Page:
Articles by Month: February 2013
Successful Packaging Design
We here at Go Media are no strangers to Packaging Design. In fact, our very own Adam Law wrote an incredible post titled, “5 Tips for Creating Successful Packaging Design.” Because of Adam’s post, we have received numerous inquiries from companies interested in commissioning us for packaging design. Creating successful packaging designs is a “must have” for any designer. And it’s not just about the actual box or label. As a designer you can come up with new and innovative ways to package the actual product so you see you are more than just a graphic designer, you are also a product designer.
Check out the showcase below for inspiration for your next packaging project.
This post is a revealing walk-through behind the design, illustration, and sticker printing process. I’m proud to show off the new artwork I created for the upcoming Weapons of Mass Creation Fest 4 event. The artwork below is going to be used for stickers, t-shirts, posters, etc. In this post I’m going to show you how I created it and how I set it up to become a die-cut sticker. I got these custom die cut stickers printed at Sticker Robot and they did a great job! Let’s do this. Strap yourselves in, this is going to be a fun ride.
Related: Check out this other article I wrote about how to design custom Kiss Cut Stickers for your Band.
Step 1: Sketches!
Way back when I started WMC Fest I used the phrase “defy the hand you’re dealt” quite a bit. I wanted to bring that back this year. A couple years ago Brandon Rike created an image for WMC that featured a hand stuck with two arrows. It’s a clever way of illustrating the idea behind the phrase. I wanted to expand upon that and combine it with images of friendship, togetherness, and community. Those are frequent ideas people have when they think about WMC. I started sketching and I came up with a pair of holding hands with a sword through them. You know, like we’re fighting this struggle together!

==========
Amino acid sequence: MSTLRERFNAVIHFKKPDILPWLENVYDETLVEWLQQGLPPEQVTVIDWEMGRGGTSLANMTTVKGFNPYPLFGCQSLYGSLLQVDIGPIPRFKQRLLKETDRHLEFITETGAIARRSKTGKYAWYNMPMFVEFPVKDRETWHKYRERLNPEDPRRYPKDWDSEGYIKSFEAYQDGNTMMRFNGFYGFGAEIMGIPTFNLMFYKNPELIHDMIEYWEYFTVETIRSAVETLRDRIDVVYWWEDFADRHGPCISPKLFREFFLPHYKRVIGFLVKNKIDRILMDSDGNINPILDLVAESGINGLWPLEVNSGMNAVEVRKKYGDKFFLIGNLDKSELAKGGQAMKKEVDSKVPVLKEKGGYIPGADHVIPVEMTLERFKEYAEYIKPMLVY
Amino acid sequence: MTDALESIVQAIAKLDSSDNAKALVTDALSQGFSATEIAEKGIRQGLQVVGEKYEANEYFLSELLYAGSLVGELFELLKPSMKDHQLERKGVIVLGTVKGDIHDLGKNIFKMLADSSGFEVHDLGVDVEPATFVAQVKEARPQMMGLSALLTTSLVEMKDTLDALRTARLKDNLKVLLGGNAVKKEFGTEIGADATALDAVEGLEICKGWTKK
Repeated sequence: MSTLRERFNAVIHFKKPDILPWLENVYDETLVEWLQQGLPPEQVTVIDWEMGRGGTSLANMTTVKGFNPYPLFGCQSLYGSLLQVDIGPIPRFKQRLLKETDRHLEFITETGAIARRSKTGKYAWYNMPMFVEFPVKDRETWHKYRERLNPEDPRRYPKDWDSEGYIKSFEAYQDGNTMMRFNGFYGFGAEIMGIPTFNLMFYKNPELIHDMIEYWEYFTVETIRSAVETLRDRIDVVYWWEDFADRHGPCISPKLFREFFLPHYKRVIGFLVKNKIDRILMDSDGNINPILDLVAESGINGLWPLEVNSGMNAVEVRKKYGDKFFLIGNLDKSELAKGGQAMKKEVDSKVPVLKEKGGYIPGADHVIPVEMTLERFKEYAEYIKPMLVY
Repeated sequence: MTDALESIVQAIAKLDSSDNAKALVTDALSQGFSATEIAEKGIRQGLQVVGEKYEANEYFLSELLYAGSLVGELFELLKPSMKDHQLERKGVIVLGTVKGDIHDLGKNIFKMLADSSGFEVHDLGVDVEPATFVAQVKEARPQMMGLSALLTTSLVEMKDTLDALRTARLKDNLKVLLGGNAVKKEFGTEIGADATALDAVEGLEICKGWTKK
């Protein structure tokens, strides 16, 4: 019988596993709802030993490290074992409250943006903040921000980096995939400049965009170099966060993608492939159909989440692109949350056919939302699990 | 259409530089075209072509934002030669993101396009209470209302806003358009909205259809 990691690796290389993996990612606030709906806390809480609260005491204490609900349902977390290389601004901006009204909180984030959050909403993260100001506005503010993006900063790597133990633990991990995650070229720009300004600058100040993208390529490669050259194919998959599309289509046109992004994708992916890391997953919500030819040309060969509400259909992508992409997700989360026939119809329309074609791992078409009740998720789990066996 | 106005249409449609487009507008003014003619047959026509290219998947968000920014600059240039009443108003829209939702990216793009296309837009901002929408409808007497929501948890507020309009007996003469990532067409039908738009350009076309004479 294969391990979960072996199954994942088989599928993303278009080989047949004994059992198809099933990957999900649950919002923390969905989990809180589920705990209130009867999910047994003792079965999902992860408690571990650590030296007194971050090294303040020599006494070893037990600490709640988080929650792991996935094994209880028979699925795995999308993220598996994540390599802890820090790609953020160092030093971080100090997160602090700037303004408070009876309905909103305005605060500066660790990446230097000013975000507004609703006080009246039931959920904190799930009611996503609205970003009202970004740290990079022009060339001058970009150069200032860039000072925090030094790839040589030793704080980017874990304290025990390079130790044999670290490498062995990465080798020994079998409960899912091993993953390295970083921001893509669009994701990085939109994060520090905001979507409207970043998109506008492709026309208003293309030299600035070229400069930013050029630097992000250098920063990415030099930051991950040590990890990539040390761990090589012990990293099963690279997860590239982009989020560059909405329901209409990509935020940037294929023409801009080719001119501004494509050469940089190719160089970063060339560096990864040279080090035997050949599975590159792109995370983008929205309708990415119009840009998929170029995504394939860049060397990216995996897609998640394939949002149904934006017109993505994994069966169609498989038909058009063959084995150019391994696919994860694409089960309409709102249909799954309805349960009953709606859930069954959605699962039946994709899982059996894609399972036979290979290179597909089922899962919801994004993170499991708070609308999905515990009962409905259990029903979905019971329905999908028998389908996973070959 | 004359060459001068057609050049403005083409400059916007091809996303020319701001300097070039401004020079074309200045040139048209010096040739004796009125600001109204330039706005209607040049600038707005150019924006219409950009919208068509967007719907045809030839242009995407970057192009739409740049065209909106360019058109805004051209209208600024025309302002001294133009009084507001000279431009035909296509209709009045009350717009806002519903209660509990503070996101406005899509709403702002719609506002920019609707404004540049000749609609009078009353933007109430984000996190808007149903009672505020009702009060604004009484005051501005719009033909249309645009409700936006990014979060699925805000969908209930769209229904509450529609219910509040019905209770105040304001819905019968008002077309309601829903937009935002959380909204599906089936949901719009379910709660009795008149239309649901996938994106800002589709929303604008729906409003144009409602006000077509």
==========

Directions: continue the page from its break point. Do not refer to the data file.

Step 2: Photoshop Prep
Since this artwork is going to be used in lots of ways, I created my Photoshop document at 18″ x 24″ at 300 DPI. Why didn’t I use Illustrator you ask? Just personal preference mainly. This design could have been done in either program to be honest. Since we are setting up the files for CMYK sticker printing, I chose the CMYK color mode. Once I got my new document set up, I copied and pasted my sketch in the document and sized it accordingly.
Step 3: Gathering References
Before I start illustrating, I need to find a reference image for my holding hands. While my sketch is OK, I want the proportions to be accurate. I asked Bill to shoot a photo of my wife and I holding hands. It doesn’t have to be perfect, but I want to at least get the pose correct so I can manipulate and illustrate it in Photoshop to my liking. Here is our reference photo:
Step 4: Blocking it Out
After I placed my reference photo into my document, I rotated it and cut out just the arms and hands. The rest of the photo is unnecessary. I also went ahead and blocked in some additional reference like perfect circles, real fonts, starburst lines, and framing for the die-cut sticker.
Step 5: Start Illustrating
I reduced the opacity on my reference to something like 25% so I could start drawing on top to create the illustration. I use my Ye Ole Wacom Intuos 3 tablet and my brush settings are below. There are better drawing tablets out there, but this has served me well since 2006!